15 Do not love the world or anything in the world. If anyone loves the world, love for the Father is not in them. 16 For everything in the world–the lust of the flesh, the lust of the eyes, and the pride of life–comes not from the Father but from the world. (1 John 2:15-16 NIV)

It’s the ways of the world—the lust of the flesh, the lust of the eyes, and the pride of life—that got us in the fix we were in. Why, after having been freed from the shackles of sin would we ever want to go back? We are to love people, but stay free from the snares of the world’s ways. And what’s the best way to avoid allowing the world to sink it’s claws in us? Read about God’s love for you in His Word. Learn about God’s love for you. Meditate on God’s rich love for you. Think about the innumerable ways He has shown you His love throughout your life. My prayer for you is the same as Paul’s prayer for those in Ephesus. Listen to this.

16 I pray that out of his glorious riches he may strengthen you with power through his Spirit in your inner being, 17 so that Christ may dwell in your hearts through faith. And I pray that you, being rooted and established in love, 18 may have power, together with all the Lord’s holy people, to grasp how wide and long and high and deep is the love of Christ, 19 and to know this love that surpasses knowledge–that you may be filled to the measure of all the fullness of God. (Ephesians 3:16-19 NIV)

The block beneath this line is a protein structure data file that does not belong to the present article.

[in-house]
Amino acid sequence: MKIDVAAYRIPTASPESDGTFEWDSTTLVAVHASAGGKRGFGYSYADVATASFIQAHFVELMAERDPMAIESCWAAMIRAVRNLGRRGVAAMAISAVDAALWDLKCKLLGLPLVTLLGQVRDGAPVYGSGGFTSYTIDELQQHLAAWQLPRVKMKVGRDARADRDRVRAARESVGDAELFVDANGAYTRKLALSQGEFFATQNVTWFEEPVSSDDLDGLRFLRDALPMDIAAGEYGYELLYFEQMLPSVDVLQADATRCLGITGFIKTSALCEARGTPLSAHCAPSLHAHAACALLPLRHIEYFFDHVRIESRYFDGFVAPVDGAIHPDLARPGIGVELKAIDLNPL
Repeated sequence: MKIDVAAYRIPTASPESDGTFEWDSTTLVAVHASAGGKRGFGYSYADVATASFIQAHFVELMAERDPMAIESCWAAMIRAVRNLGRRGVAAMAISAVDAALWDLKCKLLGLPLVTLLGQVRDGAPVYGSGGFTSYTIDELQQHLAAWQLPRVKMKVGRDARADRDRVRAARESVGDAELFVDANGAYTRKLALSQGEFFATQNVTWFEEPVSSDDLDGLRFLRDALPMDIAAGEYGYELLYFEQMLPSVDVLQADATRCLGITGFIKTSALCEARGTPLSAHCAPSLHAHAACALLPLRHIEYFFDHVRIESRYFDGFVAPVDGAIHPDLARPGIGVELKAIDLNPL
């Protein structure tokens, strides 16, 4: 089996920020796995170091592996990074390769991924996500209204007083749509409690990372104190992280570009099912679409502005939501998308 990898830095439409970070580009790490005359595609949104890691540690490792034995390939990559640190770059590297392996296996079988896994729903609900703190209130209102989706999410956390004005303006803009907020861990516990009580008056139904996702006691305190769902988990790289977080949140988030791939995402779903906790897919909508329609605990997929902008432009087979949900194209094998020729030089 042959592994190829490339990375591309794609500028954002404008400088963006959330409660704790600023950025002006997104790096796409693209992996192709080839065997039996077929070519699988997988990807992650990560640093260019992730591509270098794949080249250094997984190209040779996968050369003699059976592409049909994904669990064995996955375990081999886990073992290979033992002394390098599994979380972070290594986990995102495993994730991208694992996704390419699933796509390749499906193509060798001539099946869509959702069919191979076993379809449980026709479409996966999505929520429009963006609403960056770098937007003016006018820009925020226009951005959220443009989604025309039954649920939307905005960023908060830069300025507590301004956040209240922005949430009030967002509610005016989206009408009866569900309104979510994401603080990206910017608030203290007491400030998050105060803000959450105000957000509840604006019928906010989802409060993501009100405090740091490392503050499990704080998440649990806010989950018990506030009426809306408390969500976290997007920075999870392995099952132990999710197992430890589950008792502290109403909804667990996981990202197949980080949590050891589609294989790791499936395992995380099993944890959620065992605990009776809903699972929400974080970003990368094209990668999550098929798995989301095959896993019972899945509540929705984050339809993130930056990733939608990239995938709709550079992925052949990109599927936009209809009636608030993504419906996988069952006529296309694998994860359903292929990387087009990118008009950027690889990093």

I pray that first of all you will receive God’s wondrous love for you that has been demonstrated in giving His Son so you might be reconciled to God. I pray that He will enable you to grasp, to truly understand, “how wide and long and high and deep is the love of Christ.” It is this love that has the power alone to reconcile us to God and it is this love alone that can empower you to face any challenge in life with assurance that you are not alone, that your Father loves you with a boundless love. It is this love alone that will provide you with the security that others seek in relationships, accomplishments, or experiences in life.

I wish George Matheson could be here to testify for me this morning. George was only fifteen when he was told that he was losing what little eyesight he had. George wouldn’t allow his dimming eyes to keep him from getting his education so he enrolled at the University of Glasgow and graduated 1st in his class in 1861 at the age of 19.